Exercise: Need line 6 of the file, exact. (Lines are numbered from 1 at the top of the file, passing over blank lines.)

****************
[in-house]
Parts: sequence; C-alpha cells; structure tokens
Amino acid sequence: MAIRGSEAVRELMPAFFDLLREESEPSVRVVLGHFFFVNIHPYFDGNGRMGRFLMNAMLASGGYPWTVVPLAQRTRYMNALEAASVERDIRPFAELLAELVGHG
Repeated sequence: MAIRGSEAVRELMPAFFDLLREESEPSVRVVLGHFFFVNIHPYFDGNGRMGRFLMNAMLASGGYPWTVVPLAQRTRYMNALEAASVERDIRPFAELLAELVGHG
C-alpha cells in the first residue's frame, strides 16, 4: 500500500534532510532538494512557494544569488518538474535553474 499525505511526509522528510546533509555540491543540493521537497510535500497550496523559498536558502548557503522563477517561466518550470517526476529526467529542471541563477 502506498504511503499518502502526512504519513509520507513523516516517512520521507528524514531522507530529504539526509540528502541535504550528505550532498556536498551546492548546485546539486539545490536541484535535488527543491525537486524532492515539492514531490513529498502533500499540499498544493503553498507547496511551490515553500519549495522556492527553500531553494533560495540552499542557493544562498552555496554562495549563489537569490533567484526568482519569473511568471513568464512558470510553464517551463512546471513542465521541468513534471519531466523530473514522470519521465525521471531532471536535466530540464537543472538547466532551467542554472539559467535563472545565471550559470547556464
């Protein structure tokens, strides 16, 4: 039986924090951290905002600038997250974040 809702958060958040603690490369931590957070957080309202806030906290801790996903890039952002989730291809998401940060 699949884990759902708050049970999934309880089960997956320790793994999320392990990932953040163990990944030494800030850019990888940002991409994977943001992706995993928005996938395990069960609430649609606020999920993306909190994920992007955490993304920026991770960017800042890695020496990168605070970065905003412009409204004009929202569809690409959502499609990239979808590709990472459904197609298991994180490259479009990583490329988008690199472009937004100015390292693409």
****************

């Protein structure tokens, strides 16, 4: 039986924090951290905002600038997250974040 809702958060958040603690490369931590957070957080309202806030906290801790996903890039952002989730291809998401940060 699949884990759902708050049970999934309880089960997956320790793994999320392990990932953040163990990944030494800030850019990888940002991409994977943001992706995993928005996938395990069960609430649609606020999920993306909190994920992007955490993304920026991770960017800042890695020496990168605070970065905003412009409204004009929202569809690409959502499609990239979808590709990472459904197609298991994180490259479009990583490329988008690199472009937004100015390292693409």